Blur in the Interest of Precision

By Peter Gilstrap

Kenturah Davis '02 explores the relationship between words and humanity through her intricate portraiture—and L.A. Metro riders will be seeing a lot more of her work

“I can’t remember a time when I didn’t want to be an artist,” says Kenturah Davis ’02, sitting at the broad worktable dominating the reconfigured dining room of her Highland Park home and studio. But her journey to this point—and the evolution of her intricate, evocative work—has been long and circuitous.

Davis’ own current portraiture involves what she calls text drawings. “They’re works on paper made by handwriting texts in repetition,” she explains. “Others are made by using rubber stamp letters and stamping out a phrase in repetition to render the figure.

“I like referring to them as drawings because that seems to be the most flexible category for me,” she adds, “thinking through the way we write, the way we experience written language on a page, and blurring the distinction between writing and drawing.”

She’s shown her work internationally, and returned to Oxy in 2018 as an adjunct assistant professor of art and art history. Later this year, 10 of her text-based portraits will be incorporated into the Downtown Inglewood station on the new Metro Crenshaw/LAX Line, on permanent display to urban riders.

The drawings she created for Metro are an extension from a series titled Sonder, which she exhibited at the Papillion Institute of Art in Los Angeles in 2013. The name comes from a project called the Dictionary of Obscure Sorrows, in which writer John Koenig “was inventing new words and these really poetic definitions for them,” Davis explains. “Sonder basically describes the experience of noticing strangers and being curious about what their lives are like.”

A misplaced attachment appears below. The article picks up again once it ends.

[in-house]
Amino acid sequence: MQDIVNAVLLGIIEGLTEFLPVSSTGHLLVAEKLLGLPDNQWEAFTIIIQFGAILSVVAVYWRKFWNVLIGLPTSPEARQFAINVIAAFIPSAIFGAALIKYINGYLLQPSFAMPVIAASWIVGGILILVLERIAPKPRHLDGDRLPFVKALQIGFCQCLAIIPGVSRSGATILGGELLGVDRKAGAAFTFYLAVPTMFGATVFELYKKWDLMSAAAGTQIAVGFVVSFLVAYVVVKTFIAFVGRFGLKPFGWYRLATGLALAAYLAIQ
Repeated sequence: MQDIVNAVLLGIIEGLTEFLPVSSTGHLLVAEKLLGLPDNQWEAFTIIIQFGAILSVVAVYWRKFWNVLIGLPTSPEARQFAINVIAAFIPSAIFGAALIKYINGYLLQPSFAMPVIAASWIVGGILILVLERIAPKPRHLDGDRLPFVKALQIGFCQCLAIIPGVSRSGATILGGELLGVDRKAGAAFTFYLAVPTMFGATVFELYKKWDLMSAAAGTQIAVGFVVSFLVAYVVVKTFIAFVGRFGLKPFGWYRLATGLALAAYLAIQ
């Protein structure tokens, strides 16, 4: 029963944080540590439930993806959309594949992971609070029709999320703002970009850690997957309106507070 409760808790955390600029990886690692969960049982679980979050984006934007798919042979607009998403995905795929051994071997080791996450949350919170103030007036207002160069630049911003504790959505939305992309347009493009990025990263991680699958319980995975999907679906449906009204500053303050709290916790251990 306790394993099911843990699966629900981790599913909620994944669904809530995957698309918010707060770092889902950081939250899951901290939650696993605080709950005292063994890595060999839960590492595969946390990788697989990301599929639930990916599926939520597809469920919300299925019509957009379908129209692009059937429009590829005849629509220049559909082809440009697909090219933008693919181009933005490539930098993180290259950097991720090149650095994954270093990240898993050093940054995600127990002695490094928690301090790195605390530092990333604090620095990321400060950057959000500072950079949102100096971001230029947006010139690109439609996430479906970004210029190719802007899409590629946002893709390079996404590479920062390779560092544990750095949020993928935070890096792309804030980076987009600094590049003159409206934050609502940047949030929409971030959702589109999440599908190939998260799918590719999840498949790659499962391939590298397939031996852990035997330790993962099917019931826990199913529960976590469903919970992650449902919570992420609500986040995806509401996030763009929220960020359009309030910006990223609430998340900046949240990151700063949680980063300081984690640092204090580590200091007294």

In putting together the project, Davis put out a call throughout Los Angeles for anyone with a connection to Inglewood to participate in a photo shoot. “What was beautiful was just watching people engaging or even not engaging but just people noticing strangers, people that they didn’t know,” she says.

Davis ended up using that word, sonder, to render the images. “Everything kind of clicked in a way,” she says, “because that is the kind of experience that you can have on a train or in public transportation.”

It can be hard to define the intricate, random bouillabaisse of influence that sparks a young person’s journey into a lifelong pursuit of art. In Davis’ case, it’s a delicate mixture of the subtleties of plein air water colors and the artistic set design nuances of Godzilla, Tron, and Star Trek.